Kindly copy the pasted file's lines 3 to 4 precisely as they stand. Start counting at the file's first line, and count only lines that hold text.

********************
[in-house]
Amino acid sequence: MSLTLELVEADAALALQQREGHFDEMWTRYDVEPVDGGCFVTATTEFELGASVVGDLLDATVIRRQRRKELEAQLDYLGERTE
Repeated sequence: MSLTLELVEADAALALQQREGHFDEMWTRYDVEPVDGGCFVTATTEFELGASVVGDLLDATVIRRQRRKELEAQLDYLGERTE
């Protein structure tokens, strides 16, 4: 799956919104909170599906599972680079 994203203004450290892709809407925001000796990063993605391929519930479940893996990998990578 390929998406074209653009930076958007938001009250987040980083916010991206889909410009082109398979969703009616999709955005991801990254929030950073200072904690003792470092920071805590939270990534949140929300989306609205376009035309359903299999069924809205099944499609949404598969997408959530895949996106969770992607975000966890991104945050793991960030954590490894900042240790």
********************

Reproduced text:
Repeated sequence: MSLTLELVEADAALALQQREGHFDEMWTRYDVEPVDGGCFVTATTEFELGASVVGDLLDATVIRRQRRKELEAQLDYLGERTE
């Protein structure tokens, strides 16, 4: 799956919104909170599906599972680079 994203203004450290892709809407925001000796990063993605391929519930479940893996990998990578 390929998406074209653009930076958007938001009250987040980083916010991206889909410009082109398979969703009616999709955005991801990254929030950073200072904690003792470092920071805590939270990534949140929300989306609205376009035309359903299999069924809205099944499609949404598969997408959530895949996106969770992607975000966890991104945050793991960030954590490894900042240790």